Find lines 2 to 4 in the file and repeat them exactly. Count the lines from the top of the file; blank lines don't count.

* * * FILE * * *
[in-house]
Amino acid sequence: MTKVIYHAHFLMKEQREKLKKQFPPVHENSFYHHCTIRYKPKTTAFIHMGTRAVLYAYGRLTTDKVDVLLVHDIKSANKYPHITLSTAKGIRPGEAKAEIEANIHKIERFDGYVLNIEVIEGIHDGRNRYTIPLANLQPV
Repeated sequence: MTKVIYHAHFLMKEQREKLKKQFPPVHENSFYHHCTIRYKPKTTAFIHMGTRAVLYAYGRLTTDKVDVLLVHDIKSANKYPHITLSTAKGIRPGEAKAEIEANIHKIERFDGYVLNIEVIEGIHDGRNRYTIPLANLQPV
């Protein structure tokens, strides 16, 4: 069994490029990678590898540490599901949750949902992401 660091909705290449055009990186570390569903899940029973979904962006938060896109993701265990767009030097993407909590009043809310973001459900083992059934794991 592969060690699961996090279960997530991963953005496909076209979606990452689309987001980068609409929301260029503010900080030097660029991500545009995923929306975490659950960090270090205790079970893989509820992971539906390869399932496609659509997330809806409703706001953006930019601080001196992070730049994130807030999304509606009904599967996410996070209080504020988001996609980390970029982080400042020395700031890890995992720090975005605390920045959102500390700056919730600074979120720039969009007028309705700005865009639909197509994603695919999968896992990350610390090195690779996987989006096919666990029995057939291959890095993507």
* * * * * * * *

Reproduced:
Amino acid sequence: MTKVIYHAHFLMKEQREKLKKQFPPVHENSFYHHCTIRYKPKTTAFIHMGTRAVLYAYGRLTTDKVDVLLVHDIKSANKYPHITLSTAKGIRPGEAKAEIEANIHKIERFDGYVLNIEVIEGIHDGRNRYTIPLANLQPV
Repeated sequence: MTKVIYHAHFLMKEQREKLKKQFPPVHENSFYHHCTIRYKPKTTAFIHMGTRAVLYAYGRLTTDKVDVLLVHDIKSANKYPHITLSTAKGIRPGEAKAEIEANIHKIERFDGYVLNIEVIEGIHDGRNRYTIPLANLQPV
């Protein structure tokens, strides 16, 4: 069994490029990678590898540490599901949750949902992401 660091909705290449055009990186570390569903899940029973979904962006938060896109993701265990767009030097993407909590009043809310973001459900083992059934794991 592969060690699961996090279960997530991963953005496909076209979606990452689309987001980068609409929301260029503010900080030097660029991500545009995923929306975490659950960090270090205790079970893989509820992971539906390869399932496609659509997330809806409703706001953006930019601080001196992070730049994130807030999304509606009904599967996410996070209080504020988001996609980390970029982080400042020395700031890890995992720090975005605390920045959102500390700056919730600074979120720039969009007028309705700005865009639909197509994603695919999968896992990350610390090195690779996987989006096919666990029995057939291959890095993507």